February 17-23 is Severe Weather Awareness Week in Louisiana
BATON ROUGE (February 15, 2019) – Gov. John Bel Edwards has signed a proclamation marking the week of February 17th to February 23rd as “Severe Weather Awareness Week” in Louisiana. The Governor’s Office of Homeland Security and Emergency Preparedness (GOHSEP), the National Weather Service (NWS) and other partners at the local, state and federal level encourage the public to Get A Game Plan to protect themselves, their families and their homes in the event of severe weather.
“Some severe weather events happen with little notice in Louisiana,” said GOHSEP Director James Waskom. “That can cause dangerous conditions to develop quickly and having your personal emergency plans in place can save lives. GOHSEP and our partners use this time to provide critical information to the public on various weather threats in Louisiana and to provide steps you can take to prepare now. Check out GOHSEP’s Facebook and Twitter accounts starting Sunday. We hope you use this information to prepare now, before you face a weather related emergency. Stay weather aware by knowing your forecast and take time to learn the meaning of weather alerts issued by the National Weather Service and other weather experts in the media.”
“Now is the time to review your severe weather plans as we enter the spring months, when severe weather is the most common,” said Warning Coordination Meteorologist- NWS New Orleans/Baton Rouge Frank Revitte. “Knowing safety rules and having a severe weather safety plan can allow you to act quickly when tornadoes and severe thunderstorms rapidly develop. A WATCH means conditions are favorable for severe weather or flooding and you should be alert to rapidly changing weather conditions. A WARNING means take safety action as severe weather has been detected by radar or reported."
GET A GAME PLAN:
Families and individuals should have an emergency plan that outlines what they will do if they have to shelter in place because of severe weather and what they will do if they have to evacuate during severe weather.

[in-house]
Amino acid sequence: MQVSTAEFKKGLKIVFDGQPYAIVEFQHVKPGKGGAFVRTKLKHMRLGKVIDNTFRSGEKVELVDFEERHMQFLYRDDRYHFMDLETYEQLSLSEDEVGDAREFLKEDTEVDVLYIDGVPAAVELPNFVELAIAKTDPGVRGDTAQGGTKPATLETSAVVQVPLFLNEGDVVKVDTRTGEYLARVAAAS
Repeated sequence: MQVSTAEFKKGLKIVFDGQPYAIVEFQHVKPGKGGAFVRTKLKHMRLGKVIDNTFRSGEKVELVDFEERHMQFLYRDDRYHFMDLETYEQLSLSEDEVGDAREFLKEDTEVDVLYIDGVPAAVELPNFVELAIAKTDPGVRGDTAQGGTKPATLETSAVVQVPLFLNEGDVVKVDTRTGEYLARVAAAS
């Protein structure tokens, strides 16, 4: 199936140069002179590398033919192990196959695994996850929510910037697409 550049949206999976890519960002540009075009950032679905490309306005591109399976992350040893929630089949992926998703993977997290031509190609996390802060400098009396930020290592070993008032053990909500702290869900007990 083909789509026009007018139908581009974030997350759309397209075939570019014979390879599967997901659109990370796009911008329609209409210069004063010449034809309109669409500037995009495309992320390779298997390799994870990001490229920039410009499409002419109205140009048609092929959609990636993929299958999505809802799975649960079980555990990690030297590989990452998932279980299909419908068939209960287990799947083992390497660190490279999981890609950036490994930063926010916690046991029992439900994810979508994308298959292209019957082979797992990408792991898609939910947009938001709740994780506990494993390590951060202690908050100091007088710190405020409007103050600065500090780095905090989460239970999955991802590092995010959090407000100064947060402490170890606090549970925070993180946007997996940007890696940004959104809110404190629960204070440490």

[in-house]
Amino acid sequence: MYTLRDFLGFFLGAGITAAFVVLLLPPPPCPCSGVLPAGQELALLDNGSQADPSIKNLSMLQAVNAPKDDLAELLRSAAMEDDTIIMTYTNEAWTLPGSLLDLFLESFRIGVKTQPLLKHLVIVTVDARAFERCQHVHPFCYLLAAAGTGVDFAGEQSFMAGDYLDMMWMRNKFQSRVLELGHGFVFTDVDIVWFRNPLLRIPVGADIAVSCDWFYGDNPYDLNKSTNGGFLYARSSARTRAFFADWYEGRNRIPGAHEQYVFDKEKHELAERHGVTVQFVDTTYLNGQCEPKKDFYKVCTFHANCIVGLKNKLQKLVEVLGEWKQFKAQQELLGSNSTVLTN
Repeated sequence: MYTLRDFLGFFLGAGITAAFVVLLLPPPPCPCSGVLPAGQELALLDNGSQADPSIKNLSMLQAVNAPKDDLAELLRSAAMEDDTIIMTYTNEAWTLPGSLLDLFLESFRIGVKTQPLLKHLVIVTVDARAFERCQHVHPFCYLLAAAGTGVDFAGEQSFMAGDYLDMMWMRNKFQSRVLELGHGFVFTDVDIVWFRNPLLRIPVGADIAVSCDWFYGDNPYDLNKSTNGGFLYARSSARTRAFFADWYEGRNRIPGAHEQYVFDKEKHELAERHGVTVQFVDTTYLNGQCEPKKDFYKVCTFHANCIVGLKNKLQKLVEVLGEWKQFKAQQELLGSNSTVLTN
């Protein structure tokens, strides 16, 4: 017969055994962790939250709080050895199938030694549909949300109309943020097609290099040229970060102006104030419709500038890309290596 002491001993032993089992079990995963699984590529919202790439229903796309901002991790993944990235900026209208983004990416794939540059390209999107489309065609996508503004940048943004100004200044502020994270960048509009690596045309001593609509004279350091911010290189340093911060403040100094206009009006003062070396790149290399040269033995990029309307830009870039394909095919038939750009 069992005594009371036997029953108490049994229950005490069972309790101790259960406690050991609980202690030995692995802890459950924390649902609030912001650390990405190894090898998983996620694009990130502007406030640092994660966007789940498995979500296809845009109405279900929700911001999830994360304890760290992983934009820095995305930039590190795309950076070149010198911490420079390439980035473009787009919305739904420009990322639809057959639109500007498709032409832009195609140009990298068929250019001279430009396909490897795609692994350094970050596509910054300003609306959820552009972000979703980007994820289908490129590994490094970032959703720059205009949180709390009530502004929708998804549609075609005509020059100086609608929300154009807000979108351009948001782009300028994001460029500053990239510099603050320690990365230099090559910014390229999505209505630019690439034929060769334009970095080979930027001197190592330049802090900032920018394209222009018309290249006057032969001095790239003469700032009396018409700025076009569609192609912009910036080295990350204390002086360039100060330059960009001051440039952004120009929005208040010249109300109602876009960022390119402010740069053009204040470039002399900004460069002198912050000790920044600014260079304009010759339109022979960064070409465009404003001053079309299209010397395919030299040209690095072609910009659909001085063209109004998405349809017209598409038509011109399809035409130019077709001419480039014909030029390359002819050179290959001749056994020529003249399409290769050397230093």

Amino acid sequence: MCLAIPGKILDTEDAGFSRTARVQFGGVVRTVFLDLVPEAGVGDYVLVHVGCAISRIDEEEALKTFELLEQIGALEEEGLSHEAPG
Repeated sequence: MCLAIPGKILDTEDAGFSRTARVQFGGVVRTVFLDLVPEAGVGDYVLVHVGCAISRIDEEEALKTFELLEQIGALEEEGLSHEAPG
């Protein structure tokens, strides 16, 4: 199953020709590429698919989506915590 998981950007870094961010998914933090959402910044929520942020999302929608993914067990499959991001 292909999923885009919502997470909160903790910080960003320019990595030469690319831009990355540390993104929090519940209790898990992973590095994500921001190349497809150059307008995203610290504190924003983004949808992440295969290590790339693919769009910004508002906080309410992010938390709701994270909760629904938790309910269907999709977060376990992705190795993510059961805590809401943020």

Sheltering in place means going indoors, closing all windows and doors and staying put until the severe weather has passed and the all clear has been given by your local government.
You can get safety information from your local government through the local media, on a battery operated radio or through your parish’s alert system.
Evacuating requires that individuals and families have a plan for where they will go if their homes are unsafe.
Identify several friends, family members or others that you can stay with during an evacuation. Remember: when severe weather hits, your original evacuation place may not be available, so you should have a backup plan.
An important part of every family or person’s severe weather plan is packing an emergency kit that includes the items they will need in case they have to shelter in place or evacuate because of severe weather.
This kit should include, among other supplies: flashlights, extra batteries, a battery-powered radio and lantern, a first aid kit, canned food and a non-electric can opener, special medical items for any members of the family with special needs, high energy foods like peanut butter and jelly, crackers and granola bars, a utility knife, plastic sheeting, protective clothing and rainwear, a change of clothes for each family member and at least three gallons of water per person and pet.
Gathering supplies in one place will help families locate them in the event of a power outage. If a family must leave its home, the kit can go with them.
www.getagameplan.org: Louisiana residents can take simple steps to protect themselves, their families, their pets and their homes. GOHSEP provides detailed tips and information for how to respond in the event of a tornado, flooding, thunderstorm, hurricane or other severe weather.
www.weather.gov: the National Oceanic and Atmospheric Administration (NOAA) provides detailed, zip code level weather information for the public on its Website. Users can get information about severe weather warnings and alerts and also view forecasts from National Weather Service staff.
www.ready.gov: the Federal Emergency Management Agency (FEMA) outlines what to do in many disaster scenarios on its preparedness site.
ALERT FM: a free App that allows GOHSEP to create and send digital alerts and messages based on geographic or organizational groups. Messages are delivered to the data subcarrier of existing FM transmitters around the US. Overlapping signals of FM stations ensure rapid message transmission even when other communication systems are disrupted.
The GOHSEP Get A Game Plan Podcast: highlights key issues in emergency management. The podcast includes timely interviews with subject matter experts at all levels of government along with practical information to help you become more resilient before the next disaster strikes.